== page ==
How to Delete AWS Lambda Logs from CloudWatch using Python Scripts

Developers often have to go through application logs to find and fix problems. But as time goes on, AWS CloudWatch log groups can gather a lot of log data, making it hard to find what you need. To make debugging easier, developers might want to remove old or unnecessary log streams from a log group. This Python script offers a simple solution for that. It lets developers and AWS users delete logs from specific CloudWatch log groups quickly. Just put your log group’s name in the script, and you can get rid of logs you don’t need, making debugging smoother.

Understanding Your Existing Script

Your script is written in Python and utilizes Boto3 to interact with AWS services. Here’s a breakdown of what the script does:

  1. Initializes a Boto3 client for interacting with CloudWatch Logs.
  2. Defines the name of the log group containing the Lambda logs you wish to delete.
  3. Defines a function delete_log_streams that does the following:
    • Retrieves all log streams within the specified log group using pagination to handle large numbers of streams.
    • Iterates through each log stream and deletes it.
    • Handles any exceptions that may occur during deletion and prints out an error message.
  4. Executes the deletion function when the script is run as the main program, indicating progress and completion status via the console output.

Here’s the provided script (with minor adjustments for clarity):

import boto3

# Initialize the boto3 client for CloudWatch Logs
logs_client = boto3.client('logs', region_name='us-east-1')

# Specify the log group name (replace <your-lambda-log-group-name> with actual name)
log_group_name = '/aws/lambda/<your-lambda-log-group-name>'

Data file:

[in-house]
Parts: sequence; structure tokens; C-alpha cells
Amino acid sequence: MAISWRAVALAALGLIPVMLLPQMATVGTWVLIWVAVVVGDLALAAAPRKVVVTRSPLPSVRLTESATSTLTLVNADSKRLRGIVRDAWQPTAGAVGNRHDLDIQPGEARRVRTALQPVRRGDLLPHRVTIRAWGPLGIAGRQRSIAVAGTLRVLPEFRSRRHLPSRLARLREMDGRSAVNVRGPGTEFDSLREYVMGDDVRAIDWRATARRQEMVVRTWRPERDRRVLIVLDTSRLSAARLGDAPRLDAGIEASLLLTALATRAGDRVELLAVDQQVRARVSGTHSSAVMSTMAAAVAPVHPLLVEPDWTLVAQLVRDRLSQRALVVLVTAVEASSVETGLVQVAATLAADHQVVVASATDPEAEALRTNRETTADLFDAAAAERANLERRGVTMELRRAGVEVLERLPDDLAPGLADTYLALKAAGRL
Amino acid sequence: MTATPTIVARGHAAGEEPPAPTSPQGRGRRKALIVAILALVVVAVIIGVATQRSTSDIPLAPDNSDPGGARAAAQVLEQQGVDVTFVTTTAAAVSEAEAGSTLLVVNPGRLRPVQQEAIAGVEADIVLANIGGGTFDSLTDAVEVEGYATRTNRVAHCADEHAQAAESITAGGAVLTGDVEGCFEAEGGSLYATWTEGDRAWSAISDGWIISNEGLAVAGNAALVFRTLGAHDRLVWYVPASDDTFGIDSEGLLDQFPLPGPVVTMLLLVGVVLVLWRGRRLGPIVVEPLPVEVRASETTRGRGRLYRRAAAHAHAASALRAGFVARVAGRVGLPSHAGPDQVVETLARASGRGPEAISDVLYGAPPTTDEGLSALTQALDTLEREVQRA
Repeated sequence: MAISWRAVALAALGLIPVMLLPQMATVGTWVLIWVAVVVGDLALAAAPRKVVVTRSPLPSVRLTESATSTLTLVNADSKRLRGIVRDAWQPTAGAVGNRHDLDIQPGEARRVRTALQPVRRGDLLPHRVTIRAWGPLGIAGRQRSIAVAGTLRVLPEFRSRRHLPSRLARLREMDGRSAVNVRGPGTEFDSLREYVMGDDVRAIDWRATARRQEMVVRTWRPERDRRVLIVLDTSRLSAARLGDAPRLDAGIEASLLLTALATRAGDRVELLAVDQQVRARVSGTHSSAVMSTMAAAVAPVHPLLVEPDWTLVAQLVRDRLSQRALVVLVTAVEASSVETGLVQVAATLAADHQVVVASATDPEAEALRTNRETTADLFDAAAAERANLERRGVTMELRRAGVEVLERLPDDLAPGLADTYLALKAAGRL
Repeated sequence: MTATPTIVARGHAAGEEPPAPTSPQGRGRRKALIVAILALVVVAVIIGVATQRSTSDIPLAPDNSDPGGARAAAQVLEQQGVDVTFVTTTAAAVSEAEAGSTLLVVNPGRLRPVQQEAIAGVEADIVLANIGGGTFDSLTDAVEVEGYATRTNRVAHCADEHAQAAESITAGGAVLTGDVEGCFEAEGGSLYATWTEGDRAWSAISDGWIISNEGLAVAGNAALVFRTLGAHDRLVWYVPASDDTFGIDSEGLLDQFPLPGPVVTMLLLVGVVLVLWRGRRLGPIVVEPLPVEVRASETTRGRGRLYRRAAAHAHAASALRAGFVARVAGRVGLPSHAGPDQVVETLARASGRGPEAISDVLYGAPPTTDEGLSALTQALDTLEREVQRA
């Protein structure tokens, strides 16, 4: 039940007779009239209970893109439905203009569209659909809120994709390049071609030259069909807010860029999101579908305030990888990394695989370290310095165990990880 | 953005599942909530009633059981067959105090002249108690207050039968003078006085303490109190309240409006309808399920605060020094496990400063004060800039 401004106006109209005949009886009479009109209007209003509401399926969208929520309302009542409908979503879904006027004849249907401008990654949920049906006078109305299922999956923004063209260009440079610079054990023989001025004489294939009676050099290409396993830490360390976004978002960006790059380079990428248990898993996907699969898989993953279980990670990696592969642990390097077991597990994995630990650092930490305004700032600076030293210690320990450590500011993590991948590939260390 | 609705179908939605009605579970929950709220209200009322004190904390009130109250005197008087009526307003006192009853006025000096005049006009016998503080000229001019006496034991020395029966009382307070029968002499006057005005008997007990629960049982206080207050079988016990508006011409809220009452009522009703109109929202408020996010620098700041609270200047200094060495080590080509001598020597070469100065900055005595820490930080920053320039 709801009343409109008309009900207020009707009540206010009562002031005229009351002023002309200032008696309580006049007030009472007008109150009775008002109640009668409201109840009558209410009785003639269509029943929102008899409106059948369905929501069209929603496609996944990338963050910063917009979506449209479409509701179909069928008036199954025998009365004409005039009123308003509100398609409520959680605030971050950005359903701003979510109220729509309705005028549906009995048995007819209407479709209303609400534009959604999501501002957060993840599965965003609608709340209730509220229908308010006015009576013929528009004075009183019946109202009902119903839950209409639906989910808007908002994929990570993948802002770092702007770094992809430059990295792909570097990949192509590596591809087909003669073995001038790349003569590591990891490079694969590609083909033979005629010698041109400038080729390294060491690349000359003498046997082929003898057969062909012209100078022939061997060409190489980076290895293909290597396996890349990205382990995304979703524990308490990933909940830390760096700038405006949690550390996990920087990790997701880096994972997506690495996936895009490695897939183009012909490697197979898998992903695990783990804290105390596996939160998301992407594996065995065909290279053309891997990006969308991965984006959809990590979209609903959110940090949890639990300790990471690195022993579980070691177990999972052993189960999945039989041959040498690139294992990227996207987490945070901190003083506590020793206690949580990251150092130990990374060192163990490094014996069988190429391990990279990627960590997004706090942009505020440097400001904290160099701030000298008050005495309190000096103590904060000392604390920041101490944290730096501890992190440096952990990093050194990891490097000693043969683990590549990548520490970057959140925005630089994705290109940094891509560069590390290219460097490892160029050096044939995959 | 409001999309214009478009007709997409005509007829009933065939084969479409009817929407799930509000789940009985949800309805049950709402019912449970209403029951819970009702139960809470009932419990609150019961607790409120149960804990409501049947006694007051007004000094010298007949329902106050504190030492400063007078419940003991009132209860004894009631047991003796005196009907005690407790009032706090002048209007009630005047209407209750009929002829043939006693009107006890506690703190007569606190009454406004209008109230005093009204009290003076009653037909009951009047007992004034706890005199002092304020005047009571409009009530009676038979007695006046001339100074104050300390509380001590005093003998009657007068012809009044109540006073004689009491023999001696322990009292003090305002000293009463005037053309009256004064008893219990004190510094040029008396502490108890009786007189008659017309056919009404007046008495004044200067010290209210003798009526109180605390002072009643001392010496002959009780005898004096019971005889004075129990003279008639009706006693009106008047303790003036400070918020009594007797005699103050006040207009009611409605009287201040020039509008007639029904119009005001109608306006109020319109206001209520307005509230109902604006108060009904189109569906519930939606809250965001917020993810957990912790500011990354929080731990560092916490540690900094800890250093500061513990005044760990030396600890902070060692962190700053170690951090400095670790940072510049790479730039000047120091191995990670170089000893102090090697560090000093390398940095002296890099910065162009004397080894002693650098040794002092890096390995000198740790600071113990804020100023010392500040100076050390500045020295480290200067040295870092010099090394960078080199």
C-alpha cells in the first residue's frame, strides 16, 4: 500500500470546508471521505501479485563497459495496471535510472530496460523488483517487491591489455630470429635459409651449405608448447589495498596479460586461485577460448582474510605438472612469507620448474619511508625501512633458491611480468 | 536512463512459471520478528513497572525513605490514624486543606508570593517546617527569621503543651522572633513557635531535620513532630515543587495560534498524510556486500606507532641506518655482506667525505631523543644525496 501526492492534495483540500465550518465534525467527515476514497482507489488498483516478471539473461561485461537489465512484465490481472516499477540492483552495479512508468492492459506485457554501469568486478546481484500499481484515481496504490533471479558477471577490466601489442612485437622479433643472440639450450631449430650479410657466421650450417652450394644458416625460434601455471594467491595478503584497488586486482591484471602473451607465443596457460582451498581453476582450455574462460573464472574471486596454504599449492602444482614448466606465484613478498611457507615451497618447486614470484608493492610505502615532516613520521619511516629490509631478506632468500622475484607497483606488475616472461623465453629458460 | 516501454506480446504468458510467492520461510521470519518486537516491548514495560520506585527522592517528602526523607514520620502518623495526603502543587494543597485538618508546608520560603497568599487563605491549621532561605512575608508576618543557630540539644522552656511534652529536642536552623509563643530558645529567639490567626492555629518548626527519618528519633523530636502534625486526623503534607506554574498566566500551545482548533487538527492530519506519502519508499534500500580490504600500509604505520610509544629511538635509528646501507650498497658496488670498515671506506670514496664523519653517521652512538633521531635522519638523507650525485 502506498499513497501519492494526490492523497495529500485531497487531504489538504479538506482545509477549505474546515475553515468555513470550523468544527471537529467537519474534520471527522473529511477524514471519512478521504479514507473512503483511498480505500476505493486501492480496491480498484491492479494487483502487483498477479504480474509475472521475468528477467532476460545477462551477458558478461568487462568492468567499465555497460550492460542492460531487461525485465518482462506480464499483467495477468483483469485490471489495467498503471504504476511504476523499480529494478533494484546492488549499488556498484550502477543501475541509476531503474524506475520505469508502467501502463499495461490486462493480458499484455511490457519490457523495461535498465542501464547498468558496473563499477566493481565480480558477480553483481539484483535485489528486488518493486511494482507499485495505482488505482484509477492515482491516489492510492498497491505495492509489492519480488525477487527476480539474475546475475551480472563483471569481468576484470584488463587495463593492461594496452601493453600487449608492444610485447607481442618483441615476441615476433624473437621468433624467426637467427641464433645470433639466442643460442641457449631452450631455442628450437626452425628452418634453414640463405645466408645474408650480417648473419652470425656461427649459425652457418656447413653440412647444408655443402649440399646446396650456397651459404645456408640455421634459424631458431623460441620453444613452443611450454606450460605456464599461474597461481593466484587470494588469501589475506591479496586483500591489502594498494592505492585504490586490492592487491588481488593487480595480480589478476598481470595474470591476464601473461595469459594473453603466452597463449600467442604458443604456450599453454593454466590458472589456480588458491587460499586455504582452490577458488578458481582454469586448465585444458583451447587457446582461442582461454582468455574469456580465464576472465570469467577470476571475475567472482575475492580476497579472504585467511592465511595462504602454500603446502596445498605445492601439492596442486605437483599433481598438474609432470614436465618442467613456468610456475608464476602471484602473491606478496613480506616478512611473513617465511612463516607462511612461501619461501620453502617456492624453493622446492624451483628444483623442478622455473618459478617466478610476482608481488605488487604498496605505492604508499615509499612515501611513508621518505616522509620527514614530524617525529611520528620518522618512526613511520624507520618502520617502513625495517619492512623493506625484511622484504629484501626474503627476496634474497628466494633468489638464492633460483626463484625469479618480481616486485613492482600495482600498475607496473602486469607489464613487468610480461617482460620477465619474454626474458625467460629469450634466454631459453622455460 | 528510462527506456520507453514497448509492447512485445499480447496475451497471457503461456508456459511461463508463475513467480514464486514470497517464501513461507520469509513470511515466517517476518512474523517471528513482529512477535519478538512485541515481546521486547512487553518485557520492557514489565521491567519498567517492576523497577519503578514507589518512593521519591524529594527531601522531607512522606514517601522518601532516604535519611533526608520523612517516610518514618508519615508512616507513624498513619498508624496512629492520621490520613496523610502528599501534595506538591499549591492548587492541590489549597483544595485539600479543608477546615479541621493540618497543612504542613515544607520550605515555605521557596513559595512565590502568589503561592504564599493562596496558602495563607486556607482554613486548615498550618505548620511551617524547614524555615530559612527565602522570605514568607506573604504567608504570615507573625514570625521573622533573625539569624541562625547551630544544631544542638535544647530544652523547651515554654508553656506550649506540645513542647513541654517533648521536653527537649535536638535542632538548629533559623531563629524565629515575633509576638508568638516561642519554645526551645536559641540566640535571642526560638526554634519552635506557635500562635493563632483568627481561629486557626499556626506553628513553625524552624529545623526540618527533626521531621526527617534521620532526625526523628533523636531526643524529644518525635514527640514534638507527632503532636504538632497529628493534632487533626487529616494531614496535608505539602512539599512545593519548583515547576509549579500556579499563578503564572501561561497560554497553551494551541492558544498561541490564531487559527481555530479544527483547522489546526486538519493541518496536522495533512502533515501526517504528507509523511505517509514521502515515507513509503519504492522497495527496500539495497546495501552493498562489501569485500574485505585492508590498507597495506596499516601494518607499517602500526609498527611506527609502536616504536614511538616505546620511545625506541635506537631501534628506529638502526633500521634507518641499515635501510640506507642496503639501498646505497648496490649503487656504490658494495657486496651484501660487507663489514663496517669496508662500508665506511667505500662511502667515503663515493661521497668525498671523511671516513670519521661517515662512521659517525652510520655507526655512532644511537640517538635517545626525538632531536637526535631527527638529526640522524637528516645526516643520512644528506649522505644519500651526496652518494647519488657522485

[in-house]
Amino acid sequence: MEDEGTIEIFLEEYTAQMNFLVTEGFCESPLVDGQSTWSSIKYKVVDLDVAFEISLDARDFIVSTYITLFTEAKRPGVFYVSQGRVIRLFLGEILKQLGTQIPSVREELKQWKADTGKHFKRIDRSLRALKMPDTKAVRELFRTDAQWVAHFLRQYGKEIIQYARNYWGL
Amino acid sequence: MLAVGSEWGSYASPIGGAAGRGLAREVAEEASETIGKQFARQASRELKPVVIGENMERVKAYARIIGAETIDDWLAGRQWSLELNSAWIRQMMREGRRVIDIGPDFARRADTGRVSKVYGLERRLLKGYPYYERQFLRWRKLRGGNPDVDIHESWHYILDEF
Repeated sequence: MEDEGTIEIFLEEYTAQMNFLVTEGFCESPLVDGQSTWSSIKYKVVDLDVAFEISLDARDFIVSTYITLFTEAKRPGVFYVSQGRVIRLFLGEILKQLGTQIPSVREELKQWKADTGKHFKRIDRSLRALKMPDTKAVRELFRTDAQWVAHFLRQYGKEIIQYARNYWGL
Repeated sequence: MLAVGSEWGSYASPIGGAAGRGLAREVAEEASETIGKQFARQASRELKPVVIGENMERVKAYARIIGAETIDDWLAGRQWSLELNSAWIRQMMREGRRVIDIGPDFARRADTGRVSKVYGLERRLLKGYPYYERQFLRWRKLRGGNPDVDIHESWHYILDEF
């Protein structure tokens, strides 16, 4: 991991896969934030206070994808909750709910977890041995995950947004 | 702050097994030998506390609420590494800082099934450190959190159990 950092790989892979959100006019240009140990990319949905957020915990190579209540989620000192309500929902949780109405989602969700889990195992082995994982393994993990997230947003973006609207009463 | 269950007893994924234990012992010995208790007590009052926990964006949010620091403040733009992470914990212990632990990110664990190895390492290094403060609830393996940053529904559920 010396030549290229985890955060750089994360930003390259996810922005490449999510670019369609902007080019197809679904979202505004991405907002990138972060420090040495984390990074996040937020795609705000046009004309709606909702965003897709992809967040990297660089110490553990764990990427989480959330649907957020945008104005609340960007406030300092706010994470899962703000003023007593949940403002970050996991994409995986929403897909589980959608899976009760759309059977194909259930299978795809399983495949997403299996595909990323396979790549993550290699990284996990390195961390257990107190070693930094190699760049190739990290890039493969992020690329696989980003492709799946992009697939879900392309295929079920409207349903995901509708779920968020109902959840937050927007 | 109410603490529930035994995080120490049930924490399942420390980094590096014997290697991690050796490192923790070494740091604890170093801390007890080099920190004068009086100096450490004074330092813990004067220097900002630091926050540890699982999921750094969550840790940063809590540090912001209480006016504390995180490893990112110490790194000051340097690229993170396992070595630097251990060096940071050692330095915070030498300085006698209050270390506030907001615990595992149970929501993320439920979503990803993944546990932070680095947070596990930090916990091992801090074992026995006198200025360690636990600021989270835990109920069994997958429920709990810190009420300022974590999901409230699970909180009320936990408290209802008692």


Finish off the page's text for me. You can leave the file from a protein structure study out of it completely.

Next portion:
def delete_log_streams(client, log_group_name):
    # Retrieve all log streams from the specified log group
    paginator = client.get_paginator('describe_log_streams')
    for page in paginator.paginate(logGroupName=log_group_name):
        # Extract log stream names from the current page
        log_streams = page['logStreams']
        
        # Iterate and delete each stream
        for log_stream in log_streams:
            try:
                # Retrieve the log stream name
                log_stream_name = log_stream['logStreamName']
                print(f"Deleting log stream: {log_stream_name}")
                
                # Delete the log stream
                client.delete_log_stream(
                    logGroupName=log_group_name,
                    logStreamName=log_stream_name
                )
            except Exception as e:
                print(f"Error deleting log stream: {log_stream_name}. Error: {e}")

if __name__ == '__main__':
    print(f"Deleting all log streams in the log group: {log_group_name}")
    delete_log_streams(logs_client, log_group_name)
    print("Done")

How to Use the Script

To use this script effectively, follow these steps:

  1. Set Up Your Environment: Ensure your machine has Python installed, along with Boto3 (pip install boto3). Also, make sure you have the necessary AWS permissions set up for the AWS account you’re accessing.
  2. Configure Credentials: Set up your AWS CLI or Boto3 configuration with the appropriate access key ID, secret access key, and default region.
  3. Customize the Log Group Name: Replace <your-lambda-log-group-name> with the actual name of the log group whose streams you want to delete.
  4. Run the Script: Execute the script by running python your_script_name.py in your terminal or command prompt.
  5. Monitor Output: The script will print messages to the console indicating progress. Once complete, it will display “Done.”

Conclusion

In summary, this Python script serves as a handy tool for developers and other AWS users who needs to clean up their AWS CloudWatch log groups. It streamlines the debugging process by programmatically removing old or unnecessary log streams. Remember to use the script responsibly and ensure that the logs being deleted are no longer needed for any operational or auditing purposes.

Leave a Comment

This site uses Akismet to reduce spam. Learn how your comment data is processed.